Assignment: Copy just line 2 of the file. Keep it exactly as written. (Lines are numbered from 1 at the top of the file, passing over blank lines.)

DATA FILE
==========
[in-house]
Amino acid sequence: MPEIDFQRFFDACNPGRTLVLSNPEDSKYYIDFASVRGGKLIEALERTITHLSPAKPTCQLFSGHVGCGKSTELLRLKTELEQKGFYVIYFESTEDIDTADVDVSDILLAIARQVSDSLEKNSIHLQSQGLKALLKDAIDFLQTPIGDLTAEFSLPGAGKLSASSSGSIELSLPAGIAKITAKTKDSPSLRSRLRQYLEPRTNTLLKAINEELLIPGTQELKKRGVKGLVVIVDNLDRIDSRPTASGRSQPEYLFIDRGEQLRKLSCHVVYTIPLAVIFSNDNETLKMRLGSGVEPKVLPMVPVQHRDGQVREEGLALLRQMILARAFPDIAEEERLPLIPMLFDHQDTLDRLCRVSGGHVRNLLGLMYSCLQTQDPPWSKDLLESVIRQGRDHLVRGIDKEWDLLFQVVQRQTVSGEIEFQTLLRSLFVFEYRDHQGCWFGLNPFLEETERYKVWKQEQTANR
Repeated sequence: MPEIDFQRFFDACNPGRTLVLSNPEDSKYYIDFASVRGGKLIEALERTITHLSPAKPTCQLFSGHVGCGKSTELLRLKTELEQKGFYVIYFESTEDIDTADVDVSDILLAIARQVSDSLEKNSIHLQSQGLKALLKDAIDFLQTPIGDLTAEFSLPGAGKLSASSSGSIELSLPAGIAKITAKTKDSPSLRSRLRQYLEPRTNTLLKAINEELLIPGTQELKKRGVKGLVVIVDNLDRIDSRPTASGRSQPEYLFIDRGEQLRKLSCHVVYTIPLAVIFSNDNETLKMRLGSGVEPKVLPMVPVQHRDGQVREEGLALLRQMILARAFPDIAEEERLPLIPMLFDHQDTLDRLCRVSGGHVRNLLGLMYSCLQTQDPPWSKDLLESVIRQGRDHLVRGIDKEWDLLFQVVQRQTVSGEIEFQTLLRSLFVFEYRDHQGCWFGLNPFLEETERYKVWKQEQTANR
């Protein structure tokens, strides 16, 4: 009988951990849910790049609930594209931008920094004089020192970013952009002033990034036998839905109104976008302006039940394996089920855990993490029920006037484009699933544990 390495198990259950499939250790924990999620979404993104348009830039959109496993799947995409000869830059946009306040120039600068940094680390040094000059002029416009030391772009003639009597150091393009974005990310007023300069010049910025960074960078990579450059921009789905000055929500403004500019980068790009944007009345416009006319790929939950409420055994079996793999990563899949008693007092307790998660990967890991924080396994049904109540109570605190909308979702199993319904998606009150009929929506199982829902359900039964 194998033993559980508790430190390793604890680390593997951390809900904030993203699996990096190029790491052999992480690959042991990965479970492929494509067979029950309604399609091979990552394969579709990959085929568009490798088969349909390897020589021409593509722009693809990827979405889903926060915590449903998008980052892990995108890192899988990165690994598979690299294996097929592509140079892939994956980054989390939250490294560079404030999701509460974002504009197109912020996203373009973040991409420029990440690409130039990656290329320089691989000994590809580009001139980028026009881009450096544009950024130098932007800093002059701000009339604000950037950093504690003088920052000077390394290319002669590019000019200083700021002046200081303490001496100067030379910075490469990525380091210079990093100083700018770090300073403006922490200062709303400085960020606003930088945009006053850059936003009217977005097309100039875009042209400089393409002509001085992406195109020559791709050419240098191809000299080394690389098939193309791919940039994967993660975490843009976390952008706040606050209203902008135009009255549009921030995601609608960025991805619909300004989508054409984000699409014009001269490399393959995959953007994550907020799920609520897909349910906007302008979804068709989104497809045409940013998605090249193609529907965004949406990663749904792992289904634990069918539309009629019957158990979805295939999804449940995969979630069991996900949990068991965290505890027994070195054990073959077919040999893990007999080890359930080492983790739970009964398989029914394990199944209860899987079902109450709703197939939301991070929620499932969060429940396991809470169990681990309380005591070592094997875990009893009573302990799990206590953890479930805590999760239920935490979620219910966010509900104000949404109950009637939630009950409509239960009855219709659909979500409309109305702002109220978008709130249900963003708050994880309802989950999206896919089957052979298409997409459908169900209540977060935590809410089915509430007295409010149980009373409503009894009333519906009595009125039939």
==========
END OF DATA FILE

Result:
Amino acid sequence: MPEIDFQRFFDACNPGRTLVLSNPEDSKYYIDFASVRGGKLIEALERTITHLSPAKPTCQLFSGHVGCGKSTELLRLKTELEQKGFYVIYFESTEDIDTADVDVSDILLAIARQVSDSLEKNSIHLQSQGLKALLKDAIDFLQTPIGDLTAEFSLPGAGKLSASSSGSIELSLPAGIAKITAKTKDSPSLRSRLRQYLEPRTNTLLKAINEELLIPGTQELKKRGVKGLVVIVDNLDRIDSRPTASGRSQPEYLFIDRGEQLRKLSCHVVYTIPLAVIFSNDNETLKMRLGSGVEPKVLPMVPVQHRDGQVREEGLALLRQMILARAFPDIAEEERLPLIPMLFDHQDTLDRLCRVSGGHVRNLLGLMYSCLQTQDPPWSKDLLESVIRQGRDHLVRGIDKEWDLLFQVVQRQTVSGEIEFQTLLRSLFVFEYRDHQGCWFGLNPFLEETERYKVWKQEQTANR